The European Central Bank announced unprecedented measures Thursday to aid the eurozone's fragile economic recovery.
In an aggressive move to boost the sluggish recovery and avoid the threat of deflation, the European Central Bank, or ECB, cut its main interest rates from 0.25 percent to a record low of 0.15 percent. (Via Bloomberg)
And, for the first time on such a large scale, the ECB will implement what's known as a negative interest rate policy — introducing a deposit rate of -0.1 percent. (Via CNBC)
So, what exactly does that mean, and how will it help?
Well, usually banks pay the customer to keep their money safe, but under a negative interest rate policy, the consumer pays the bank for that privilege. In this situation, smaller commercial banks in the region will pay interest to keep their money in the larger central bank, something the ECB hopes will convince those banks to pull that money out and do something else with it — primarily, lend it to businesses, thereby stimulating economic growth. (Via BBC, Sky News)
The ECB is the first of what's known as the "Big Four" banks to try this — which also includes the U.S. Federal Reserve, the Bank of England and the Bank of Japan.
The BBC reports the largest banks to try this before were in Sweden and Denmark, which saw mixed results but no major impact.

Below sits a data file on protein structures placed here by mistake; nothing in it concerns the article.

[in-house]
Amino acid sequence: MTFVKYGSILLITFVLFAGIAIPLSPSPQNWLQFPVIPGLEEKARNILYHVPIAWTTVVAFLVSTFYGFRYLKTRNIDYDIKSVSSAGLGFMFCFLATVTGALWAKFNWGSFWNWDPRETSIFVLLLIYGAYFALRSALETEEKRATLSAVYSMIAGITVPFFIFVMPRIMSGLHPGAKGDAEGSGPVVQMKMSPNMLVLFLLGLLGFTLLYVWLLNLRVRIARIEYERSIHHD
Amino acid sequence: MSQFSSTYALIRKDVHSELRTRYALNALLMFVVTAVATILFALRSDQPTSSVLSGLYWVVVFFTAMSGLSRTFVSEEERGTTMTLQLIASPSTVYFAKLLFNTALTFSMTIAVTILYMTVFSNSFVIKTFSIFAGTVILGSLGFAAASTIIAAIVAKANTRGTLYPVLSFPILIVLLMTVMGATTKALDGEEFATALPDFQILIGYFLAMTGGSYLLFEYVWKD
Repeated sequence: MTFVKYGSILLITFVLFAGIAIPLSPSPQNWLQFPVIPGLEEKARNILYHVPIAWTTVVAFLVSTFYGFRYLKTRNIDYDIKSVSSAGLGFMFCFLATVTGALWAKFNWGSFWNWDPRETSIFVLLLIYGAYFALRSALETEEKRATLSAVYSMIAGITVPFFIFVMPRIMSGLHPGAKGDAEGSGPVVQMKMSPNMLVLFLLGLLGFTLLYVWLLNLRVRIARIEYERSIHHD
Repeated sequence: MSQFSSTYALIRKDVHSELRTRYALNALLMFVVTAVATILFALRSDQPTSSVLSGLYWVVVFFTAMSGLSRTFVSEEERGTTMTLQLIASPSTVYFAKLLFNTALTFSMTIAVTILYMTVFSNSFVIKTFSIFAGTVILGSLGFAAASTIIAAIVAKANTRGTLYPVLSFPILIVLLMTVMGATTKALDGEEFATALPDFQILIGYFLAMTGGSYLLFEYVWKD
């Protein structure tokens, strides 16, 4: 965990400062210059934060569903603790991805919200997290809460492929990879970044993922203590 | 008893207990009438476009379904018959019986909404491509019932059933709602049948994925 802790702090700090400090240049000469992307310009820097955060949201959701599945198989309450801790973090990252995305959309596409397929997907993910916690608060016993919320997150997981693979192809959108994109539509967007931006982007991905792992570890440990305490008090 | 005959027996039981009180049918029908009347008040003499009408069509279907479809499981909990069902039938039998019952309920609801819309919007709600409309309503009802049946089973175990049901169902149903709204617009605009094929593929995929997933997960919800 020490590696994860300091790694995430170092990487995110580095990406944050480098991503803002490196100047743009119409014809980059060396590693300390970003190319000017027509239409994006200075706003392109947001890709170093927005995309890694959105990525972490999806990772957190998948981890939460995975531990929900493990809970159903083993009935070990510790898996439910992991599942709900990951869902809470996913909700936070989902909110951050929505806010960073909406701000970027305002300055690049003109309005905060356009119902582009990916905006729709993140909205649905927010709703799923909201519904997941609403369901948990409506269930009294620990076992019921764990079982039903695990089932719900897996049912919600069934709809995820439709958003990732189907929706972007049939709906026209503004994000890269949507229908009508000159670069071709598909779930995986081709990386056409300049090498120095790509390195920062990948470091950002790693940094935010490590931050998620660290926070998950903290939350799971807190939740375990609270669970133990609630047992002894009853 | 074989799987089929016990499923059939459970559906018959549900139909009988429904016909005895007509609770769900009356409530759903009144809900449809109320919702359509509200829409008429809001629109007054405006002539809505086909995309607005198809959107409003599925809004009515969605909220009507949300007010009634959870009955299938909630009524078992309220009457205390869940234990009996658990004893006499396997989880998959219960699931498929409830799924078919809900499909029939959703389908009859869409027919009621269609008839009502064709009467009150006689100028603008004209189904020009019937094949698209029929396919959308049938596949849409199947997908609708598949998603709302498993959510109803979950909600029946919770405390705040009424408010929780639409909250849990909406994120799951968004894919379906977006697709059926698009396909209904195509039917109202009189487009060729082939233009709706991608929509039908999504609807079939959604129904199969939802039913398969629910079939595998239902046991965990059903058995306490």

A writer for The New York Times explains one glaring issue with this policy is the possibility that commercial banks will simply pass the fee on consumers instead of relocating their money the way the ECB wants them to.
"That is one big reason that the ECB and other central banks are going to be reluctant to make rates highly negative; it could result in people pulling cash out of the banking system, which would mean less capital available to be lent out for productive uses."
But as radical as the ECB's negative interest rate move may seem, some analysts see it as "too little, too late" to remedy the situation.
Katie Evans of the Centre for Economics and Business Research in London explains: "This cut is probably too little too late, and will have a minimal impact on the Eurozone's economic outlook," while a correspondent for The New York Times tweets: "The ECB's new posture once seemed unimaginably aggressive. Now it is going to strike many as both late and insufficient." (Via The Journal, Twitter / @BCAppelbaum)
The euro gained against the dollar Thursday afternoon after hitting its lowest level in four months immediately following the announcement. The ECB rate cuts will take effect June 11.